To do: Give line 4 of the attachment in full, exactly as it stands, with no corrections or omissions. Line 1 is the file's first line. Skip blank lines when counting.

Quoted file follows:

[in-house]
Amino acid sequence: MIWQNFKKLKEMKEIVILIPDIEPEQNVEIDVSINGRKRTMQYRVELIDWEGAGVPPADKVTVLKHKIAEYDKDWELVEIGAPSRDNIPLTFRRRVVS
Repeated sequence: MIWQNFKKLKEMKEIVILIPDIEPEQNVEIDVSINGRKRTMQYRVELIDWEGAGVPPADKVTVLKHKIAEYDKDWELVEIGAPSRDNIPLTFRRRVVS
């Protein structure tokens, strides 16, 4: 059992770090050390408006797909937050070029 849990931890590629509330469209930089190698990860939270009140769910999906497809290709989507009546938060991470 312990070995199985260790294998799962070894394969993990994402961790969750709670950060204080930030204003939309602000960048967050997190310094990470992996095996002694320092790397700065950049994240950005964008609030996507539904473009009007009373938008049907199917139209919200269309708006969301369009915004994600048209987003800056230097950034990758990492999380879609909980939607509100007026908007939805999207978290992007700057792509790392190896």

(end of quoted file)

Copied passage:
């Protein structure tokens, strides 16, 4: 059992770090050390408006797909937050070029 849990931890590629509330469209930089190698990860939270009140769910999906497809290709989507009546938060991470 312990070995199985260790294998799962070894394969993990994402961790969750709670950060204080930030204003939309602000960048967050997190310094990470992996095996002694320092790397700065950049994240950005964008609030996507539904473009009007009373938008049907199917139209919200269309708006969301369009915004994600048209987003800056230097950034990758990492999380879609909980939607509100007026908007939805999207978290992007700057792509790392190896």